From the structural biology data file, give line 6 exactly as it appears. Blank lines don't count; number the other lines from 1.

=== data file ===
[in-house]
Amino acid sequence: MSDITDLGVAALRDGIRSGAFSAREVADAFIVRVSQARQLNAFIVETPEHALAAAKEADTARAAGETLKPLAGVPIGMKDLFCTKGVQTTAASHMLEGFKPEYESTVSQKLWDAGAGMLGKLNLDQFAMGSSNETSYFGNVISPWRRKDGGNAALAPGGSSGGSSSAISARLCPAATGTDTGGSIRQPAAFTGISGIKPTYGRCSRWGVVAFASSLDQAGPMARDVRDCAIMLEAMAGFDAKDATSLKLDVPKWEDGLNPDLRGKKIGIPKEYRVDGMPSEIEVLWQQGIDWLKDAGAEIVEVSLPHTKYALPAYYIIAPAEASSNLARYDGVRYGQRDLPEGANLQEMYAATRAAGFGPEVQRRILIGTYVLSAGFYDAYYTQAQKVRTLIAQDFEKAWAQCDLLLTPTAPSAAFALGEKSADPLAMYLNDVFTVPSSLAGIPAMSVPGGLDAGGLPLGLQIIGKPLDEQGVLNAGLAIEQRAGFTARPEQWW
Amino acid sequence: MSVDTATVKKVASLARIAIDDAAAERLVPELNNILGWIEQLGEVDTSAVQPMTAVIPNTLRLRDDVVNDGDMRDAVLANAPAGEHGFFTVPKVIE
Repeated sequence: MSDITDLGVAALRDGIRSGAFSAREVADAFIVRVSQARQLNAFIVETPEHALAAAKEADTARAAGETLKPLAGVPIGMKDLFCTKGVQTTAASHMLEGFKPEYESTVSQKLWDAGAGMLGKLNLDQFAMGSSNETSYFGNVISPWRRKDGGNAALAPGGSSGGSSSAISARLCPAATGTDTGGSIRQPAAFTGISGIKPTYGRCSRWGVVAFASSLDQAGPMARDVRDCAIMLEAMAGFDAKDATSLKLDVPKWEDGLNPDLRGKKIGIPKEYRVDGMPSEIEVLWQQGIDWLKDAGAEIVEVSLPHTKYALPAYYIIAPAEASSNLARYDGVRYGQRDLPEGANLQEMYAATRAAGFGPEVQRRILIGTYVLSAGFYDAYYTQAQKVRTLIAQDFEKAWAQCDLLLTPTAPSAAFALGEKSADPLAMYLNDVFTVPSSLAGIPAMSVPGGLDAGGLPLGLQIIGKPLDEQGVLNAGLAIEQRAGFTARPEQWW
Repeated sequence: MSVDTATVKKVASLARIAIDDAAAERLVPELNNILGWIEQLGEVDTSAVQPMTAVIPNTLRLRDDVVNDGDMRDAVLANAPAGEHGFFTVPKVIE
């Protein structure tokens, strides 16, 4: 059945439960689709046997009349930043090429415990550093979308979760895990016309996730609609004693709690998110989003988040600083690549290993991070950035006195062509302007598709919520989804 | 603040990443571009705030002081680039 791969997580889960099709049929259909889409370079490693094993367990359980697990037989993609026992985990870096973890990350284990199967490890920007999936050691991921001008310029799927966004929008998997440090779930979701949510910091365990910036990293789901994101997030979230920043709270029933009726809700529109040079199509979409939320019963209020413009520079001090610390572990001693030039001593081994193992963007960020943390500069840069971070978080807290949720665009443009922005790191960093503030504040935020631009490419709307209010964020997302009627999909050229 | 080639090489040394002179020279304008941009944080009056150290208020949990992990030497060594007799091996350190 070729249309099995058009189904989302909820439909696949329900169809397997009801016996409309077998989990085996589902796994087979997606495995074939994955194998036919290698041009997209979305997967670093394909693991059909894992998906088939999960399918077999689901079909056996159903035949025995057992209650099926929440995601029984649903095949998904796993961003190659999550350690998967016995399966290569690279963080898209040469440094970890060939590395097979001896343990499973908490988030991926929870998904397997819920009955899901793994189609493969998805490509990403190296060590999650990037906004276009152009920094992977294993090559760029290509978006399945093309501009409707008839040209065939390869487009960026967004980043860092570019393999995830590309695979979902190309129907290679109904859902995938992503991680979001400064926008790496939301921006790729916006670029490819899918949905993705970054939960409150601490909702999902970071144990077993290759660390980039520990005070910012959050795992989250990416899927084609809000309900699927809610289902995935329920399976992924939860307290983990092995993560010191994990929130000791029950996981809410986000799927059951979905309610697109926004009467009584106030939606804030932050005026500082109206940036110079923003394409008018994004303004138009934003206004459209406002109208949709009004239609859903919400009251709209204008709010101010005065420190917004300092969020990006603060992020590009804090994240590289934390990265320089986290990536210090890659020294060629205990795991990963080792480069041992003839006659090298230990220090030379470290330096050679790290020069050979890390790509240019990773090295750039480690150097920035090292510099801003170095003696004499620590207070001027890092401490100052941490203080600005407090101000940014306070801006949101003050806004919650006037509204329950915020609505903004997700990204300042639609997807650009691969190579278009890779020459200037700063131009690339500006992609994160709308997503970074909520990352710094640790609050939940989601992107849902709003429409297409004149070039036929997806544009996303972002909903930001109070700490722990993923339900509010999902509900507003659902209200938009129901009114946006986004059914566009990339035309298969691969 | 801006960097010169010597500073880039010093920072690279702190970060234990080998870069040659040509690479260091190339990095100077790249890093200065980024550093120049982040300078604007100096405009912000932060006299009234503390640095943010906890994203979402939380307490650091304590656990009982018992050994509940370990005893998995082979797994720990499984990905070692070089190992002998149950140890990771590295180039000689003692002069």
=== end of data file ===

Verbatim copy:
């Protein structure tokens, strides 16, 4: 059945439960689709046997009349930043090429415990550093979308979760895990016309996730609609004693709690998110989003988040600083690549290993991070950035006195062509302007598709919520989804 | 603040990443571009705030002081680039 791969997580889960099709049929259909889409370079490693094993367990359980697990037989993609026992985990870096973890990350284990199967490890920007999936050691991921001008310029799927966004929008998997440090779930979701949510910091365990910036990293789901994101997030979230920043709270029933009726809700529109040079199509979409939320019963209020413009520079001090610390572990001693030039001593081994193992963007960020943390500069840069971070978080807290949720665009443009922005790191960093503030504040935020631009490419709307209010964020997302009627999909050229 | 080639090489040394002179020279304008941009944080009056150290208020949990992990030497060594007799091996350190 070729249309099995058009189904989302909820439909696949329900169809397997009801016996409309077998989990085996589902796994087979997606495995074939994955194998036919290698041009997209979305997967670093394909693991059909894992998906088939999960399918077999689901079909056996159903035949025995057992209650099926929440995601029984649903095949998904796993961003190659999550350690998967016995399966290569690279963080898209040469440094970890060939590395097979001896343990499973908490988030991926929870998904397997819920009955899901793994189609493969998805490509990403190296060590999650990037906004276009152009920094992977294993090559760029290509978006399945093309501009409707008839040209065939390869487009960026967004980043860092570019393999995830590309695979979902190309129907290679109904859902995938992503991680979001400064926008790496939301921006790729916006670029490819899918949905993705970054939960409150601490909702999902970071144990077993290759660390980039520990005070910012959050795992989250990416899927084609809000309900699927809610289902995935329920399976992924939860307290983990092995993560010191994990929130000791029950996981809410986000799927059951979905309610697109926004009467009584106030939606804030932050005026500082109206940036110079923003394409008018994004303004138009934003206004459209406002109208949709009004239609859903919400009251709209204008709010101010005065420190917004300092969020990006603060992020590009804090994240590289934390990265320089986290990536210090890659020294060629205990795991990963080792480069041992003839006659090298230990220090030379470290330096050679790290020069050979890390790509240019990773090295750039480690150097920035090292510099801003170095003696004499620590207070001027890092401490100052941490203080600005407090101000940014306070801006949101003050806004919650006037509204329950915020609505903004997700990204300042639609997807650009691969190579278009890779020459200037700063131009690339500006992609994160709308997503970074909520990352710094640790609050939940989601992107849902709003429409297409004149070039036929997806544009996303972002909903930001109070700490722990993923339900509010999902509900507003659902209200938009129901009114946006986004059914566009990339035309298969691969 | 801006960097010169010597500073880039010093920072690279702190970060234990080998870069040659040509690479260091190339990095100077790249890093200065980024550093120049982040300078604007100096405009912000932060006299009234503390640095943010906890994203979402939380307490650091304590656990009982018992050994509940370990005893998995082979797994720990499984990905070692070089190992002998149950140890990771590295180039000689003692002069």